Bitcoin (BTC) mining has always been a controversial topic. But, Bitcoin’s proof-of-work (PoW) model has reached new levels of concern as senior decision-makers and investors pay closer attention to environmental, social and governance factors.
As such, many crypto miners are highlighting environmentally friendly practices by acquiring carbon offsets. Yet, some would argue that this isn’t enough to guarantee green Bitcoin mining. Other risk factors may also be involved with carbon credits.
For instance, Kevin O’Leary — the Canadian entrepreneur better known as “Mr. Wonderful” for his role on Shark Tank — told Cointelegraph that he typically indexes public mining companies like Marathon Digital Holdings, Riot Blockchain Inc. and others. However, O’Leary pointed out that once these companies claimed carbon neutrality through carbon offsets, their stocks dropped drastically. O’Leary believes this is because the United States Securities and Exchange Commission (SEC), may soon plan to audit carbon credits. O’Leary expressed his concern, stating:
“Carbon offsets are unauditable. So indexers like me dumped those shares — we had to sell. The only way institutions will now invest in Bitcoin mining is for those companies to claim there is no carbon involved at all.”
Bitcoin mining and data centers
In order to ensure zero carbon mining, O’Leary explained that Bitcoin miners should build in parallel with data centers. This would then allow mining companies to efficiently use excess energy omitted from data centers to mine Bitcoin, resulting in “zero carbon displacement,” a process that produces zero carbon emissions.
Bitcoin mining company Bitzero began implementing such a model two years ago in Norway. Akbar Shamji, CEO and founder of Bitzero, told Cointelegraph that the company initially built an infrastructure partnership with Norway’s local government two years ago that prompted the region to release unused hydroelectric power generation for Bitcoin mining:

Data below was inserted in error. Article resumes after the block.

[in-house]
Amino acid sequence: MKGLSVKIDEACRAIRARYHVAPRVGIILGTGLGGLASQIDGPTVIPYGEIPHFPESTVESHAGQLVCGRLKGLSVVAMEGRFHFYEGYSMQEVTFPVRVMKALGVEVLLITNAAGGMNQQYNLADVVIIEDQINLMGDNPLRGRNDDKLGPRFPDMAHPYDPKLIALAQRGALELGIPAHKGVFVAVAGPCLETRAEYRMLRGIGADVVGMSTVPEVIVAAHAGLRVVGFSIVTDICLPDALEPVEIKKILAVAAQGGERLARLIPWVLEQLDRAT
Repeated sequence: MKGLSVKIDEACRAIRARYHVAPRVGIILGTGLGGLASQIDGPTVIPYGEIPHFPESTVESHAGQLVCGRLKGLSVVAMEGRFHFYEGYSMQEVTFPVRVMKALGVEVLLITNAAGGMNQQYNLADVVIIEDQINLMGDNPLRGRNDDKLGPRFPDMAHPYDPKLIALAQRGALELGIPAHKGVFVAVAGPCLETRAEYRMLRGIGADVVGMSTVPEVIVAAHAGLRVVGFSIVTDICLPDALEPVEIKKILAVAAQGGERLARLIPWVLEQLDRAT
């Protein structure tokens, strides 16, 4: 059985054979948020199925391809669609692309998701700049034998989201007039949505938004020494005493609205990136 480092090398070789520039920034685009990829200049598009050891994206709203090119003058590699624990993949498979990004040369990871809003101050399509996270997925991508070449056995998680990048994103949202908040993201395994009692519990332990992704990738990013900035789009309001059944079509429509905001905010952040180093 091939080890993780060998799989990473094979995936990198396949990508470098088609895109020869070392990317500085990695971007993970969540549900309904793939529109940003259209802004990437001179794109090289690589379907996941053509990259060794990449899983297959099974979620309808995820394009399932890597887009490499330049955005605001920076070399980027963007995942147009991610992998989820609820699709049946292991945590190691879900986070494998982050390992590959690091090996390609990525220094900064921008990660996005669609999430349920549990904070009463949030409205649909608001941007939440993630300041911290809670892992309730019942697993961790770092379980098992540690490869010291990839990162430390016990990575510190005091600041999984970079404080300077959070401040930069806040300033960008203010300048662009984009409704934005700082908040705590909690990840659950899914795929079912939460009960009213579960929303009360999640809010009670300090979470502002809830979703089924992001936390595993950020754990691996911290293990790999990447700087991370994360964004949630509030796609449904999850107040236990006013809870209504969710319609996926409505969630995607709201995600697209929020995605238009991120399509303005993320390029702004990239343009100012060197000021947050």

“This was the perfect opportunity for us to test this idea. At the same time, big data companies started to use renewable energy sources in places like Norway, but this wasn’t profitable for the region. We’ve built a long-term, low-cost 100% zero carbon displacement power source to have an edge over the market. We hit revenue when we mined our first Bitcoin in December 2021.”
Being aware of the massive demand for data storage today, Shamji further explained that electricity generated from data centers should be properly harnessed. “We call this the ‘Norway model.’ Electricity generation is there but it remains stuck at high voltage. So, we executed the electrical step down from high voltage to low acquiring transformers and substation, allowing us to drive containers full of ASIC miners efficiently,” he remarked.
A group of eight organizations focused on the environment have called on different government agencies under the Biden administration to implement new approaches in response to Proof-of-Work and other crypto mining operations.
In a letter to the United States Office of Science and Technology Policy on Monday, the Environmental Working Group, Earthjustice, Greenpeace, the League of Conservation Voters, the Sierra Club, Friends of the Earth, the Seneca Lake Guardian, and the Milwaukee Riverkeeper urged the White House to enact policies aimed at curbing “the electricity use and climate pollution associated with digital currencies that rely on [PoW].” Specifically, the organizations alleged crypto mining in the United States harmed communities by creating increasing demand for electricity sourced by fossil fuels, threatened supply chains with demand for application-specific integrated circuits in rigs, created significant electronic waste, and would not “aid the transition to renewable electricity.”